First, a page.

Leads are fickle things. Who of us hasn’t been on that call when things went south?
Why are leads so hard to convert to sales? There have been many studies that talk about that, but I wanted to talk about the nitty-gritty reasons why we often don’t get the results we expect; CRM adoption.
The following articles talk about CRM adoption rates, and both point to a larger problem: Salespeople not fully adopting the CRM or not utilizing it in the way management has instructed.
LinkedIn Poll: What % of your salespeople use your sales CRM (You may have to log in to LinkedIn first to access the link.)
The next logical question, then, is why? Take a look at the chart above.
If you increase the complexity of the solution and the time it takes to contact a lead, you are killing opportunities. Among other issues we’ll discuss later in this post, CRMs are not doing enough to simplify sales tasks. And in some cases, are actually introducing more steps into the sales process.
Ask yourself these questions:
1) Is my CRM making it easier to contact potential leads?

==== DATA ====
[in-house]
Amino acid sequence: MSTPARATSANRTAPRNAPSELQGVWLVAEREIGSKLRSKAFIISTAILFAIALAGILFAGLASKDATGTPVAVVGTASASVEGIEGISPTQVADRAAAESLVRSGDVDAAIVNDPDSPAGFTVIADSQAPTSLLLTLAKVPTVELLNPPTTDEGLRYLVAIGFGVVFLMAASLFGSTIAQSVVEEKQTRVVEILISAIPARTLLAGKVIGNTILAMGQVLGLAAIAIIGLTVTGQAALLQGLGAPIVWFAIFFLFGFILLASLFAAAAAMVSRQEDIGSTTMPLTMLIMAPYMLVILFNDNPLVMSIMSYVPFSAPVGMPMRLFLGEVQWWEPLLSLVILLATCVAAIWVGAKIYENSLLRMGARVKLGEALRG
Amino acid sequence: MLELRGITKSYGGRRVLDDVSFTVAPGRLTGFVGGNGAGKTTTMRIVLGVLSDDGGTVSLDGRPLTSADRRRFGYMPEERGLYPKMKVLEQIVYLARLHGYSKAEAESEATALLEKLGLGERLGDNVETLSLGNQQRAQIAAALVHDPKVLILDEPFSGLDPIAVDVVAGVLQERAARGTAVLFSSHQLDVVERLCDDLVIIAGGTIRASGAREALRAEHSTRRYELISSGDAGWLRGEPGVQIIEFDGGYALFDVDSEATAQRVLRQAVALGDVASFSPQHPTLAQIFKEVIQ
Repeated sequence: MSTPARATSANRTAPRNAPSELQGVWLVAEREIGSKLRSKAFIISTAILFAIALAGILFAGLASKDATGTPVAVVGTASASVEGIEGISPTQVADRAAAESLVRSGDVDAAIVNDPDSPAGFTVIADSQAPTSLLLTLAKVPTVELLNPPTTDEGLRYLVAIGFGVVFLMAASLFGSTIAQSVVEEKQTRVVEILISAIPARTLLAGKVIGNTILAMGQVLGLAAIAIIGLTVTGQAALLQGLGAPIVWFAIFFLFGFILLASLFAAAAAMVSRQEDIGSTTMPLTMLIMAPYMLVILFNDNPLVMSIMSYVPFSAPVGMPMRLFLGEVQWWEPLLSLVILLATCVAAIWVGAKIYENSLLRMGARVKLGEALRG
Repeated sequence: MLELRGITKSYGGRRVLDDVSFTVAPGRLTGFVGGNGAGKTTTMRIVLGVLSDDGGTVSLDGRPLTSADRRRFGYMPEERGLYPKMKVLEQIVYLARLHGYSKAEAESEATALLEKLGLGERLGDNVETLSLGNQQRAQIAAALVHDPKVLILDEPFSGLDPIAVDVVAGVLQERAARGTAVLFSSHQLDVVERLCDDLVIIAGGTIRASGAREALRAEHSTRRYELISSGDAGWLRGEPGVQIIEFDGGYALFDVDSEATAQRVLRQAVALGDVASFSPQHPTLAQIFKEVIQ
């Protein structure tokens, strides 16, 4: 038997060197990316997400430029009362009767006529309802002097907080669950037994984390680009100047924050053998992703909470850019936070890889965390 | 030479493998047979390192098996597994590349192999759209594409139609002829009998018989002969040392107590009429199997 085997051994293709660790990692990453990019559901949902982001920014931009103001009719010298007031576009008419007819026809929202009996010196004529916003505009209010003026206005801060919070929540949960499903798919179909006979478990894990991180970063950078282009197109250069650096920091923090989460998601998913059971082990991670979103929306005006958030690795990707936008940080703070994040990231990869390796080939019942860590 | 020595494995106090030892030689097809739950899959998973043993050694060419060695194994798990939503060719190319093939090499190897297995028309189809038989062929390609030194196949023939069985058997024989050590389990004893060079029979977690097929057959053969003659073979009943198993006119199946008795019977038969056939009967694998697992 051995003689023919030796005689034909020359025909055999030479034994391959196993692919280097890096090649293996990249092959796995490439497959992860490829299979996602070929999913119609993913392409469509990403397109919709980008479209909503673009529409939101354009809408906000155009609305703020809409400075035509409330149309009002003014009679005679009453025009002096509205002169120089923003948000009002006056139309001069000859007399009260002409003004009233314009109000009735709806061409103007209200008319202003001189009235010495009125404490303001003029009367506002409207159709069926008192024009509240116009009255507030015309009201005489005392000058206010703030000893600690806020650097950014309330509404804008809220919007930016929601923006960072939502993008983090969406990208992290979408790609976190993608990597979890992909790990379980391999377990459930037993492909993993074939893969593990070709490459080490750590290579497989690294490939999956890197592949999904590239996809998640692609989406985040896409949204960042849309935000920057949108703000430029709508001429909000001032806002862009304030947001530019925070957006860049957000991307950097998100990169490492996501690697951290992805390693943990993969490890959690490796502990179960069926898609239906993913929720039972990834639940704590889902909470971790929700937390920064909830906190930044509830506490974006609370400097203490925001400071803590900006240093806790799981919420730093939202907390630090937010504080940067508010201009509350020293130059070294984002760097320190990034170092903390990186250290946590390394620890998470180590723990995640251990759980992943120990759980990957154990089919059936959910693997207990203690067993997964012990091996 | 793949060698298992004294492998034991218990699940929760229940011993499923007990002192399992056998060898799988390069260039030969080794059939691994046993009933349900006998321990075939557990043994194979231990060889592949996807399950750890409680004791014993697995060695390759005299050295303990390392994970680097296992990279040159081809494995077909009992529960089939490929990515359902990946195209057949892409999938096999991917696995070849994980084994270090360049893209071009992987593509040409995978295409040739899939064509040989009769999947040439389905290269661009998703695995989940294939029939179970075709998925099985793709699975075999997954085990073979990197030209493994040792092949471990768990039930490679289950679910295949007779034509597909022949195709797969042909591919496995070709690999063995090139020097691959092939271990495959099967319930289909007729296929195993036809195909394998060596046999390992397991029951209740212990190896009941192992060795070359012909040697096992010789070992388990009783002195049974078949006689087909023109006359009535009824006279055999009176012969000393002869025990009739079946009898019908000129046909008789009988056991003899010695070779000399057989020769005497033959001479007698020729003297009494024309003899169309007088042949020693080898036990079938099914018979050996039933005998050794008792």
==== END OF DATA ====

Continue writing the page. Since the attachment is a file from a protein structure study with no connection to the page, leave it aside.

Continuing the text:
2) Is my CRM increasing the ability of my sales force to contact potential leads?
3) Is my CRM providing transparency to the lead and sales process?
Why CRM’s Fail
Anybody that’s been a sales manager or inside sales rep can tell you the reasons people give for not adopting a CRM tool are as numerous as the people giving them, but there are some common threads. The common issues usually come from one of three categories:
1) People Barriers – This one is probably the most obvious. Salespeople want to spend their time selling, and are generally not prone to be technology tinkerers. This behavior can kill lead response times and follow-up if relevant information is not entered or seen by the right people.